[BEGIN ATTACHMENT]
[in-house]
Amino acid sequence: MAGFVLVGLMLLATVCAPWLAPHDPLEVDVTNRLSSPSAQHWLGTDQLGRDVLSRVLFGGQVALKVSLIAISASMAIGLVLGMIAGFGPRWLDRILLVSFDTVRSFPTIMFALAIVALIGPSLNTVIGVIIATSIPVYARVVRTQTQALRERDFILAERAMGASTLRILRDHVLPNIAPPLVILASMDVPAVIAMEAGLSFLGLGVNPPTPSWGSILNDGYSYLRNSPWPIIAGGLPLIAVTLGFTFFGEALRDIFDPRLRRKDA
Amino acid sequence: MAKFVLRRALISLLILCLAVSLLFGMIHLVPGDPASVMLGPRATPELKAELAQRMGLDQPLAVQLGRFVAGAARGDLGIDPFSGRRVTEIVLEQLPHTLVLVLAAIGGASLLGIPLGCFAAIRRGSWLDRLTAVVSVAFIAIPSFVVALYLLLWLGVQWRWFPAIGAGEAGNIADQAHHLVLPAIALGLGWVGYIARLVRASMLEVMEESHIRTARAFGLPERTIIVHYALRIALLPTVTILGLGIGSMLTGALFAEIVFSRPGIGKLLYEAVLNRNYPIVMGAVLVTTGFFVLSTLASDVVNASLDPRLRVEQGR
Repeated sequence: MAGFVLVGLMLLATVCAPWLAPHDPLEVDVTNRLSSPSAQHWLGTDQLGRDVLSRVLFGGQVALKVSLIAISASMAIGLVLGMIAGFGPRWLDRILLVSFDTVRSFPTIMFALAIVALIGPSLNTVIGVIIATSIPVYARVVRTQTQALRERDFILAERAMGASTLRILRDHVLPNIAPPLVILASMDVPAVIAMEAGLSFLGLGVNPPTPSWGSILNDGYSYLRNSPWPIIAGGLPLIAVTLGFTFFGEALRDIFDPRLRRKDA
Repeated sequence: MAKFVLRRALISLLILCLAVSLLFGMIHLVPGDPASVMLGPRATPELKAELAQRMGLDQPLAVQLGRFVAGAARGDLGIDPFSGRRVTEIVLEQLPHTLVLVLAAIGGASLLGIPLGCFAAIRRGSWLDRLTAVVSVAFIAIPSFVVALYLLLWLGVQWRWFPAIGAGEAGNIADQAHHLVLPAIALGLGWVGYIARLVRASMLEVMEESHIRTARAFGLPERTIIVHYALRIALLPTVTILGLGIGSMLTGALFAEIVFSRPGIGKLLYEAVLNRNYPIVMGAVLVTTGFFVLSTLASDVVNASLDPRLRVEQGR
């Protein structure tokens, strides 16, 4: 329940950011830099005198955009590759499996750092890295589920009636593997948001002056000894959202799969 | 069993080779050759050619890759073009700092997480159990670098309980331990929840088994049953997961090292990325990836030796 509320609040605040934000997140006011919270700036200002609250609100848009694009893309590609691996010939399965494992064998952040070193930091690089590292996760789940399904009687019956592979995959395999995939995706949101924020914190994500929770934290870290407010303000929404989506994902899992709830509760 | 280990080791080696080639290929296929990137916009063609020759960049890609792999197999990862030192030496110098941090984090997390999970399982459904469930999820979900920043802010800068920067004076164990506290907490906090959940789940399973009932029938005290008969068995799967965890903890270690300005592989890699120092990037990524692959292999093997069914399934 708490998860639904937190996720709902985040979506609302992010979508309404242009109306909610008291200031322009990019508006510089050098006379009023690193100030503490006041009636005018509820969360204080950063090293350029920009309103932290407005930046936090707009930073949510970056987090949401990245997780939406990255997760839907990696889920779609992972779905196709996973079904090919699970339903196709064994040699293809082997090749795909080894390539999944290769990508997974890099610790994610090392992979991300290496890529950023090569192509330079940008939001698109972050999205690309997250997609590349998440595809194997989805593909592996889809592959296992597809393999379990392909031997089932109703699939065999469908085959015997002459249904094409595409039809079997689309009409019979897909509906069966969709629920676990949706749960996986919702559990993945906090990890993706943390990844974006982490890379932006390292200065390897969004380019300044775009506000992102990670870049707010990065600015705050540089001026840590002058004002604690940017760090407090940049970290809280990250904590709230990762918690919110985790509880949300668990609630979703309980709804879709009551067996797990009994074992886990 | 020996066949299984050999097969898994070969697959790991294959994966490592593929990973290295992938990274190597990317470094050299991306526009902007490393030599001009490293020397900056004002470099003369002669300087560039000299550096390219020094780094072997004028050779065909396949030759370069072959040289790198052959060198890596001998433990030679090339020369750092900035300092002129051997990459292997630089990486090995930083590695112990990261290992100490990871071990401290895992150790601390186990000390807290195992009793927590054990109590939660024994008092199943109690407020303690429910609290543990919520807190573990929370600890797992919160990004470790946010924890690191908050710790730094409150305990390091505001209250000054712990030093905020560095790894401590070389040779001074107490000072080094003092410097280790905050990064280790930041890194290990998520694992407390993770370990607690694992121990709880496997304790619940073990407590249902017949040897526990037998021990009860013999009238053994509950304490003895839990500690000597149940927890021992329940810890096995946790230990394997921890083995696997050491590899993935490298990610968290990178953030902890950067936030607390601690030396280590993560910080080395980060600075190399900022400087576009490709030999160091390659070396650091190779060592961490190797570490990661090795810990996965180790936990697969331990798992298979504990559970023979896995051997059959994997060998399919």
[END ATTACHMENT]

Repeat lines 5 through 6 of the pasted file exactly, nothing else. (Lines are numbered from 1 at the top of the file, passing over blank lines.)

Repeated sequence: MAKFVLRRALISLLILCLAVSLLFGMIHLVPGDPASVMLGPRATPELKAELAQRMGLDQPLAVQLGRFVAGAARGDLGIDPFSGRRVTEIVLEQLPHTLVLVLAAIGGASLLGIPLGCFAAIRRGSWLDRLTAVVSVAFIAIPSFVVALYLLLWLGVQWRWFPAIGAGEAGNIADQAHHLVLPAIALGLGWVGYIARLVRASMLEVMEESHIRTARAFGLPERTIIVHYALRIALLPTVTILGLGIGSMLTGALFAEIVFSRPGIGKLLYEAVLNRNYPIVMGAVLVTTGFFVLSTLASDVVNASLDPRLRVEQGR
């Protein structure tokens, strides 16, 4: 329940950011830099005198955009590759499996750092890295589920009636593997948001002056000894959202799969 | 069993080779050759050619890759073009700092997480159990670098309980331990929840088994049953997961090292990325990836030796 509320609040605040934000997140006011919270700036200002609250609100848009694009893309590609691996010939399965494992064998952040070193930091690089590292996760789940399904009687019956592979995959395999995939995706949101924020914190994500929770934290870290407010303000929404989506994902899992709830509760 | 280990080791080696080639290929296929990137916009063609020759960049890609792999197999990862030192030496110098941090984090997390999970399982459904469930999820979900920043802010800068920067004076164990506290907490906090959940789940399973009932029938005290008969068995799967965890903890270690300005592989890699120092990037990524692959292999093997069914399934 708490998860639904937190996720709902985040979506609302992010979508309404242009109306909610008291200031322009990019508006510089050098006379009023690193100030503490006041009636005018509820969360204080950063090293350029920009309103932290407005930046936090707009930073949510970056987090949401990245997780939406990255997760839907990696889920779609992972779905196709996973079904090919699970339903196709064994040699293809082997090749795909080894390539999944290769990508997974890099610790994610090392992979991300290496890529950023090569192509330079940008939001698109972050999205690309997250997609590349998440595809194997989805593909592996889809592959296992597809393999379990392909031997089932109703699939065999469908085959015997002459249904094409595409039809079997689309009409019979897909509906069966969709629920676990949706749960996986919702559990993945906090990890993706943390990844974006982490890379932006390292200065390897969004380019300044775009506000992102990670870049707010990065600015705050540089001026840590002058004002604690940017760090407090940049970290809280990250904590709230990762918690919110985790509880949300668990609630979703309980709804879709009551067996797990009994074992886990 | 020996066949299984050999097969898994070969697959790991294959994966490592593929990973290295992938990274190597990317470094050299991306526009902007490393030599001009490293020397900056004002470099003369002669300087560039000299550096390219020094780094072997004028050779065909396949030759370069072959040289790198052959060198890596001998433990030679090339020369750092900035300092002129051997990459292997630089990486090995930083590695112990990261290992100490990871071990401290895992150790601390186990000390807290195992009793927590054990109590939660024994008092199943109690407020303690429910609290543990919520807190573990929370600890797992919160990004470790946010924890690191908050710790730094409150305990390091505001209250000054712990030093905020560095790894401590070389040779001074107490000072080094003092410097280790905050990064280790930041890194290990998520694992407390993770370990607690694992121990709880496997304790619940073990407590249902017949040897526990037998021990009860013999009238053994509950304490003895839990500690000597149940927890021992329940810890096995946790230990394997921890083995696997050491590899993935490298990610968290990178953030902890950067936030607390601690030396280590993560910080080395980060600075190399900022400087576009490709030999160091390659070396650091190779060592961490190797570490990661090795810990996965180790936990697969331990798992298979504990559970023979896995051997059959994997060998399919």